By analysing the CRIS health record of more than 7,500 individuals with schizophrenia from the South London and Maudsley NHS Foundation Trust (SLaM), researchers identified a link between negative symptoms experienced by people with schizophrenia and poor clinical outcomes. People with schizophrenia usually experience a combination of negative symptoms (e.g. poor motivation, emotional withdrawal, and a reduction in speech and activity) and positive symptoms (e.g. hallucinations and delusions).
Using natural language processing (text mining), the research team led by Dr Rashmi Patel from the Institute of Psychiatry, Psychology & Neuroscience (IoPPN) at King’s College London, found that negative symptoms are a relatively common feature of schizophrenia and are associated with increased hospital admission, readmission, and length of inpatient stay. Published in BMJ Open, the findings highlight the importance of developing effective treatments for the negative symptoms of schizophrenia.
This paved the way for a range of automated information extraction tools to be developed over the following 2 years (see 2017) to help CRIS scientists move beyond diagnosis to symptom profiling of other mental health conditions.
The Centre for Translational Informatics (CTI) was established in June 2016 to enable CRIS to have a more direct impact on clinical care. The aim was to find new ways of improving mental healthcare using digital technologies, and to accelerate their delivery to patients.
Building on research breakthroughs made at the NIHR Maudsley Biomedical Research Centre, the CTI provides a front door to collaboration with the digital health industry. Partners include technology companies such as IBM and FitBit; academic institutions including the University of Cambridge and the University of Michigan; and many other research organisations including UK Biobank and the Farr Institute of Health Informatics Research.
Recognising that digital products and services have often failed in the NHS due to a lack of buy-in from frontline staff and service users, the CTI puts service users, carers, and clinicians at the heart of projects as designers and developers. Research at the CTI has resulted in the development of digital solutions that are transforming the way healthcare is provided including Healthlocker, Agents in Records, CogStack and Medichec.
Read more about the CTI on our website.
The CDLS, in collaboration with colleagues in the CRIS team set up the Data Linkage Service User and Carer Advisory Group. The group is a regular meeting of people with lived experience of mental illness, all of whom have an interest in mental health research involving data linkage. The group meets on a quarterly basis and researchers are invited to present their project and receive feedback and advice from the group. Read a paper about the group.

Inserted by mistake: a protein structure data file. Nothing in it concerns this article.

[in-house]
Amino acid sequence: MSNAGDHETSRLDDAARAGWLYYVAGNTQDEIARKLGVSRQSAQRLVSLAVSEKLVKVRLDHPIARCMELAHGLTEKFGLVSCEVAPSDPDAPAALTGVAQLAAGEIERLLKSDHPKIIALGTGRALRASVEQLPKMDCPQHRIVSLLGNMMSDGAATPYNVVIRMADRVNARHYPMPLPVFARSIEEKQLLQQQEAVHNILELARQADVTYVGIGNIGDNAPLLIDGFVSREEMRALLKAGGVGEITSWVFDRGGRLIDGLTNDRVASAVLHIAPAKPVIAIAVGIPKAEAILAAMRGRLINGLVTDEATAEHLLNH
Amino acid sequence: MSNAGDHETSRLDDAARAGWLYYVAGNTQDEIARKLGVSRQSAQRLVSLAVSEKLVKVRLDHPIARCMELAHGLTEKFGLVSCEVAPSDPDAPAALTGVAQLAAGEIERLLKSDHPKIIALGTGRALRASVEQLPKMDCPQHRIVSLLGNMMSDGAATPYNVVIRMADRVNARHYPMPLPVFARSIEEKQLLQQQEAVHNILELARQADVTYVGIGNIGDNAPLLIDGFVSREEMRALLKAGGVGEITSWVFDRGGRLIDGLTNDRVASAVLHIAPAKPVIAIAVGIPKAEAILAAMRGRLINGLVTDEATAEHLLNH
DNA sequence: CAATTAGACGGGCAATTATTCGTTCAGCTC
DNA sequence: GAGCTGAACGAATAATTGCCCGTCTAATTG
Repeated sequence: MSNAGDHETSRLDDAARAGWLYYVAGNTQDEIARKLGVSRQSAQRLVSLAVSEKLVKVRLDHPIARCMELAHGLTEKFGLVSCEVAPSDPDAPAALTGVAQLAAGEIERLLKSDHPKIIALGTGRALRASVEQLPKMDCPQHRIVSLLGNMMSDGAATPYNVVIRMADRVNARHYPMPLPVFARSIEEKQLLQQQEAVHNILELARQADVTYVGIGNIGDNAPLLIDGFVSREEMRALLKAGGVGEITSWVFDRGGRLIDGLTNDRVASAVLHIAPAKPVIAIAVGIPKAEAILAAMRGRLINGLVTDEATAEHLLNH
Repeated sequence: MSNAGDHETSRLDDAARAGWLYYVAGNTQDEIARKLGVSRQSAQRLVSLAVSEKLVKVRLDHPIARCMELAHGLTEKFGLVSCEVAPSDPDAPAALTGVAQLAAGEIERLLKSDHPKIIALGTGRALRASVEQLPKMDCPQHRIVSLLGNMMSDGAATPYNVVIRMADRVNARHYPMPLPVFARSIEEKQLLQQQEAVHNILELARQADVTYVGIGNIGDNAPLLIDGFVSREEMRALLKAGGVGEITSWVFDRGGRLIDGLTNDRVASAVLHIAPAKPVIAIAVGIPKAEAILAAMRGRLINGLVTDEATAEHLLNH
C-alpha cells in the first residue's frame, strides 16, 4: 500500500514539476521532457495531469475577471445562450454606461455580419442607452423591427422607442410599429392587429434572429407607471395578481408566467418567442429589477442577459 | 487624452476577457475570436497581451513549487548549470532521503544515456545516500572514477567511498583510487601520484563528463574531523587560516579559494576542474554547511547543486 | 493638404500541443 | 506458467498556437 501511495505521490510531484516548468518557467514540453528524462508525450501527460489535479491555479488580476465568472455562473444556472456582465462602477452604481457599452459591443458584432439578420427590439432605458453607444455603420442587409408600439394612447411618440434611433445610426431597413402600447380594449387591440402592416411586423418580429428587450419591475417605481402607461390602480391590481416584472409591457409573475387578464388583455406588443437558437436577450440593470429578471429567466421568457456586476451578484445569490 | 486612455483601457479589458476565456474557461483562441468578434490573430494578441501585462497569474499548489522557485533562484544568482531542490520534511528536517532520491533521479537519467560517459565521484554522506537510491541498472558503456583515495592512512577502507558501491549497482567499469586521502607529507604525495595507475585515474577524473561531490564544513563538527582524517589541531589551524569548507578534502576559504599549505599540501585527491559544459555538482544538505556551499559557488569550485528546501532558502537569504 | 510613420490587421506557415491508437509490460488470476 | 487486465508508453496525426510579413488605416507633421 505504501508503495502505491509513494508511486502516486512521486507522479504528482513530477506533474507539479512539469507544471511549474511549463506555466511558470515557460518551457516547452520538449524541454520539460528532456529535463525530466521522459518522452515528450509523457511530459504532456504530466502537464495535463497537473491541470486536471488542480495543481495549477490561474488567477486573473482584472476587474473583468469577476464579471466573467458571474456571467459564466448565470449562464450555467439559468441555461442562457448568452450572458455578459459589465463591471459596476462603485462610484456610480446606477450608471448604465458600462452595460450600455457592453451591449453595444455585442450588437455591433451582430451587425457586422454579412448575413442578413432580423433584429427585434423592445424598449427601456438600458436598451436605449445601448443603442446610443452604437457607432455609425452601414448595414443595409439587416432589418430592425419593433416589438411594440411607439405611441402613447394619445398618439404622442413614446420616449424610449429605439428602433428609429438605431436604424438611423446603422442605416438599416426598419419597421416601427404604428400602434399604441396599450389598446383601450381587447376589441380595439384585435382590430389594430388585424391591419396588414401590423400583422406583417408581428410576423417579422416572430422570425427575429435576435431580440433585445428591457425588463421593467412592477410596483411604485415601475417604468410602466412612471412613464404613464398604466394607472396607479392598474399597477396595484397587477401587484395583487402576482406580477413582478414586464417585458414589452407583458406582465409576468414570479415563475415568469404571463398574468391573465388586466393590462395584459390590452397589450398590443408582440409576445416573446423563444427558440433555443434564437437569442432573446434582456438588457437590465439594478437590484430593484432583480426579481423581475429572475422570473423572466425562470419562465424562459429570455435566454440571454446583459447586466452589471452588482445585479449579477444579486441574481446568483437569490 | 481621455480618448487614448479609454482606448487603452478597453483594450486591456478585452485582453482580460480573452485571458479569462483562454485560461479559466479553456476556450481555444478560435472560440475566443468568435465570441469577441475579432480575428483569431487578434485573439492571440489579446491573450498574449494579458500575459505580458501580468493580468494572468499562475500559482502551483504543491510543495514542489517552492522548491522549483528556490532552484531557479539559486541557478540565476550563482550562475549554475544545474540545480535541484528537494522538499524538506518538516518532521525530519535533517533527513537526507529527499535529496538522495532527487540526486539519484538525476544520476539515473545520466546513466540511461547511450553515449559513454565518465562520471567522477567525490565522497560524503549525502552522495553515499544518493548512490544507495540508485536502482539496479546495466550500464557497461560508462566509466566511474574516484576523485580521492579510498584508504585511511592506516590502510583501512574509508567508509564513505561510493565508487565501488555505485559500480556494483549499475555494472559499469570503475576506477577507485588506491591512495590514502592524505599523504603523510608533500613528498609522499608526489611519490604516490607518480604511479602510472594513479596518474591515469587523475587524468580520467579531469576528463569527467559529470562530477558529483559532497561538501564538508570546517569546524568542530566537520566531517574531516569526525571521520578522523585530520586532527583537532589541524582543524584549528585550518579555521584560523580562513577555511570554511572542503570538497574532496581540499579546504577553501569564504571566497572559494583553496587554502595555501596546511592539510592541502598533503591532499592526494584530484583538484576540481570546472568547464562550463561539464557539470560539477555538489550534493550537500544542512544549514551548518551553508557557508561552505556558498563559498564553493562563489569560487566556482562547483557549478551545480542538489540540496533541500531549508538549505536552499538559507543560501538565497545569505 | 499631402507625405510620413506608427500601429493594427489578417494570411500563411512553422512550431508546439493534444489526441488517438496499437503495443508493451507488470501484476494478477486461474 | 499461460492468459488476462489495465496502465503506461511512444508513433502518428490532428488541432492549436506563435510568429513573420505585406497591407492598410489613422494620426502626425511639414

Richard Jackson and the teams at King’s College London Institute of Psychiatry, Psychology & Neuroscience (IoPPN) and the University of Sheffield developed natural language processing (text mining) models that can capture a broad range of severe mental illness symptoms from free text contained in electronic mental health records. By analysing discharge summaries of over 15,000 patients with severe mental illnesses contained in CRIS, they identified large amounts of novel information on 46 symptoms, more recently supplemented by 20 depression symptoms. This CRIS-CODE project, published in BMJ Open, offers a new powerful tool for the collection of diagnostic and outcome data as well as symptom profiles from electronic health records.
For the large number of people with dementia who receive care at the South London and Maudsley NHS Foundation Trust (SLaM), CRIS research has particularly focused on the medicines (often numerous) that they may already be taking for other conditions and symptoms, investigating whether these might have adverse effects on outcomes. For example, we’ve become increasingly aware that medicines known to have centrally acting anticholinergic properties can have a negative impact on cognitive function. These medicines are used for a broad range of physical conditions including urinary incontinence, pain and depression. Drugs that block the action of the neurotransmitter acetylcholine increase the risk of cognitive decline and dementia, particularly in older people.
In 2017, we launched Medichec as an online tool to help clinicians identify medicines that could cause memory and cognitive problems in older people through their central anticholinergic actions. This helps to inform the choice of medicines and any changes. Since its launch, Medichec has been integrated into Older Adult Mental Health assessments at SLaM and is being used across a number of other NHS Trusts and internationally.